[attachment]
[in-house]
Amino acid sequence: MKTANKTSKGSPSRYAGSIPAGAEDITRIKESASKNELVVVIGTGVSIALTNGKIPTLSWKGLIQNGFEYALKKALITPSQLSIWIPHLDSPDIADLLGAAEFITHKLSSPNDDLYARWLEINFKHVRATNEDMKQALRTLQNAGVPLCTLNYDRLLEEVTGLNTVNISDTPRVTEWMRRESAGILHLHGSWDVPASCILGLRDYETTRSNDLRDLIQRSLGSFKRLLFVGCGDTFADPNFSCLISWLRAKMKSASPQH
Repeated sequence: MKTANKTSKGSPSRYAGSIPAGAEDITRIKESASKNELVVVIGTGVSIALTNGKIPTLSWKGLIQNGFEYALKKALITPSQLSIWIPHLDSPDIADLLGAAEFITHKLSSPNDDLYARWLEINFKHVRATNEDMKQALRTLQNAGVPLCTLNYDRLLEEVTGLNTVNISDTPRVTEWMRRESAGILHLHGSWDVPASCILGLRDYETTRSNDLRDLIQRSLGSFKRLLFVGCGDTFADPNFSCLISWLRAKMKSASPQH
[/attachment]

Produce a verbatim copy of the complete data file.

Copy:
[in-house]
Amino acid sequence: MKTANKTSKGSPSRYAGSIPAGAEDITRIKESASKNELVVVIGTGVSIALTNGKIPTLSWKGLIQNGFEYALKKALITPSQLSIWIPHLDSPDIADLLGAAEFITHKLSSPNDDLYARWLEINFKHVRATNEDMKQALRTLQNAGVPLCTLNYDRLLEEVTGLNTVNISDTPRVTEWMRRESAGILHLHGSWDVPASCILGLRDYETTRSNDLRDLIQRSLGSFKRLLFVGCGDTFADPNFSCLISWLRAKMKSASPQH
Repeated sequence: MKTANKTSKGSPSRYAGSIPAGAEDITRIKESASKNELVVVIGTGVSIALTNGKIPTLSWKGLIQNGFEYALKKALITPSQLSIWIPHLDSPDIADLLGAAEFITHKLSSPNDDLYARWLEINFKHVRATNEDMKQALRTLQNAGVPLCTLNYDRLLEEVTGLNTVNISDTPRVTEWMRRESAGILHLHGSWDVPASCILGLRDYETTRSNDLRDLIQRSLGSFKRLLFVGCGDTFADPNFSCLISWLRAKMKSASPQH